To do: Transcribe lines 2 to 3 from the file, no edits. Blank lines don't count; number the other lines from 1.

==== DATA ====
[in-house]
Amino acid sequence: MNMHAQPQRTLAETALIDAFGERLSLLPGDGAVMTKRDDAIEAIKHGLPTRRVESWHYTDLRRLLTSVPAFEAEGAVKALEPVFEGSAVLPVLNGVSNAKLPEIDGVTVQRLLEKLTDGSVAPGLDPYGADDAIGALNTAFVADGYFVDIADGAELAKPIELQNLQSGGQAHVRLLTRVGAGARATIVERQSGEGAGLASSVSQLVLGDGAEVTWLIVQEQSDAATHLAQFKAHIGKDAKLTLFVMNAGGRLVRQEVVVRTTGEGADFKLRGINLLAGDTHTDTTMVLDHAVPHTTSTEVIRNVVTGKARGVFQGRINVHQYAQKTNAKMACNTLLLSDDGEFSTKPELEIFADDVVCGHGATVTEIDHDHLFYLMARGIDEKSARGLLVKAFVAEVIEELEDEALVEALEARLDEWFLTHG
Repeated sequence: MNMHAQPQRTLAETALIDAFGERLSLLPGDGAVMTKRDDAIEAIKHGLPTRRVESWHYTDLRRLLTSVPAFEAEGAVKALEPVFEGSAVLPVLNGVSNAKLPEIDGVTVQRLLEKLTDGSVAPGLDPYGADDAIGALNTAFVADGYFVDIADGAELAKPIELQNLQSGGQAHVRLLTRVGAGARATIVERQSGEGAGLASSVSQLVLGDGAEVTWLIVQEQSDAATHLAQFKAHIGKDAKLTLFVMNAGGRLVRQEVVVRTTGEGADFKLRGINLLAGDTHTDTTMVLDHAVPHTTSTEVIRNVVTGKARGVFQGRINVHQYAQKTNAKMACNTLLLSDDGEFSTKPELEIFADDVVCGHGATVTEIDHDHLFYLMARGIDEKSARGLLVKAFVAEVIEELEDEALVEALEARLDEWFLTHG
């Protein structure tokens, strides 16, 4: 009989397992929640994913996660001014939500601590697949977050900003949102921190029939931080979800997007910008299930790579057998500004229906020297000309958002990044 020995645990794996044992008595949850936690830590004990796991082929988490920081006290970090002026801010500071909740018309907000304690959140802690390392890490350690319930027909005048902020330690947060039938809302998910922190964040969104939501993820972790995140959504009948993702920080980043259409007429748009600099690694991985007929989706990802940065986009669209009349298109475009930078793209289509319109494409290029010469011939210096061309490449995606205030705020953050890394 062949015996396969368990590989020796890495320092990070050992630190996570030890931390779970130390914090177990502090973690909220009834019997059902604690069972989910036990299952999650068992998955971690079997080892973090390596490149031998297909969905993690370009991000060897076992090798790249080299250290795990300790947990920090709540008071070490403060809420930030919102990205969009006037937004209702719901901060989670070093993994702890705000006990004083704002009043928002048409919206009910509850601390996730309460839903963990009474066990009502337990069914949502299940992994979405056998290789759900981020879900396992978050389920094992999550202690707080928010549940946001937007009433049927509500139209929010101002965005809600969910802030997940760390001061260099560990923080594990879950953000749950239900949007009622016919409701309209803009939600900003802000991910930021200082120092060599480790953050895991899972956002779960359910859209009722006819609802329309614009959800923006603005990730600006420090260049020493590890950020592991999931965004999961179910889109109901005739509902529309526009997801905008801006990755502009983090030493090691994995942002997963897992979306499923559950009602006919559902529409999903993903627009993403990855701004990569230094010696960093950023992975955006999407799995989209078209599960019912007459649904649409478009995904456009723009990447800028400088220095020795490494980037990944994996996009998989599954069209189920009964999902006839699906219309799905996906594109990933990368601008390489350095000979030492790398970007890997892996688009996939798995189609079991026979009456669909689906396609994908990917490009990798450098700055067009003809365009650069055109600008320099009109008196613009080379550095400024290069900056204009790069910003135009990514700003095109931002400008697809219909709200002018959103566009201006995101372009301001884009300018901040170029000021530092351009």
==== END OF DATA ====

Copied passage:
Amino acid sequence: MNMHAQPQRTLAETALIDAFGERLSLLPGDGAVMTKRDDAIEAIKHGLPTRRVESWHYTDLRRLLTSVPAFEAEGAVKALEPVFEGSAVLPVLNGVSNAKLPEIDGVTVQRLLEKLTDGSVAPGLDPYGADDAIGALNTAFVADGYFVDIADGAELAKPIELQNLQSGGQAHVRLLTRVGAGARATIVERQSGEGAGLASSVSQLVLGDGAEVTWLIVQEQSDAATHLAQFKAHIGKDAKLTLFVMNAGGRLVRQEVVVRTTGEGADFKLRGINLLAGDTHTDTTMVLDHAVPHTTSTEVIRNVVTGKARGVFQGRINVHQYAQKTNAKMACNTLLLSDDGEFSTKPELEIFADDVVCGHGATVTEIDHDHLFYLMARGIDEKSARGLLVKAFVAEVIEELEDEALVEALEARLDEWFLTHG
Repeated sequence: MNMHAQPQRTLAETALIDAFGERLSLLPGDGAVMTKRDDAIEAIKHGLPTRRVESWHYTDLRRLLTSVPAFEAEGAVKALEPVFEGSAVLPVLNGVSNAKLPEIDGVTVQRLLEKLTDGSVAPGLDPYGADDAIGALNTAFVADGYFVDIADGAELAKPIELQNLQSGGQAHVRLLTRVGAGARATIVERQSGEGAGLASSVSQLVLGDGAEVTWLIVQEQSDAATHLAQFKAHIGKDAKLTLFVMNAGGRLVRQEVVVRTTGEGADFKLRGINLLAGDTHTDTTMVLDHAVPHTTSTEVIRNVVTGKARGVFQGRINVHQYAQKTNAKMACNTLLLSDDGEFSTKPELEIFADDVVCGHGATVTEIDHDHLFYLMARGIDEKSARGLLVKAFVAEVIEELEDEALVEALEARLDEWFLTHG